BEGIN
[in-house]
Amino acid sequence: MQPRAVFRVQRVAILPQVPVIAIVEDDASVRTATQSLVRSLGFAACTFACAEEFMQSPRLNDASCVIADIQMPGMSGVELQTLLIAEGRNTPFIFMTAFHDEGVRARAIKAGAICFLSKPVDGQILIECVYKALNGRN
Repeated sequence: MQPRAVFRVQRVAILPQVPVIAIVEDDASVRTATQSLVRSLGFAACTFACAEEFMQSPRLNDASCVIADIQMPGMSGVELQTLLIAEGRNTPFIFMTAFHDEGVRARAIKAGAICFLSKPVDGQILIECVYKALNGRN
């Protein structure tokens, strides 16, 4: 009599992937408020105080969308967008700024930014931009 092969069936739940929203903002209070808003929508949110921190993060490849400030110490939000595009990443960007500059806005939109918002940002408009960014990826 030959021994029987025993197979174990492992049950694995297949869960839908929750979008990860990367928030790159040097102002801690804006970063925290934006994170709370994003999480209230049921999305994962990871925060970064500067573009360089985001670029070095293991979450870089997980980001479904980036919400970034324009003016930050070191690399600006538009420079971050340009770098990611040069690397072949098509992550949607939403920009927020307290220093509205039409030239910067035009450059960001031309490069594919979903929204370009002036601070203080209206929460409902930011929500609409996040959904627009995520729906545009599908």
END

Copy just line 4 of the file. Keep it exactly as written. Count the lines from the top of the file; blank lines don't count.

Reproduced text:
């Protein structure tokens, strides 16, 4: 009599992937408020105080969308967008700024930014931009 092969069936739940929203903002209070808003929508949110921190993060490849400030110490939000595009990443960007500059806005939109918002940002408009960014990826 030959021994029987025993197979174990492992049950694995297949869960839908929750979008990860990367928030790159040097102002801690804006970063925290934006994170709370994003999480209230049921999305994962990871925060970064500067573009360089985001670029070095293991979450870089997980980001479904980036919400970034324009003016930050070191690399600006538009420079971050340009770098990611040069690397072949098509992550949607939403920009927020307290220093509205039409030239910067035009450059960001031309490069594919979903929204370009002036601070203080209206929460409902930011929500609409996040959904627009995520729906545009599908």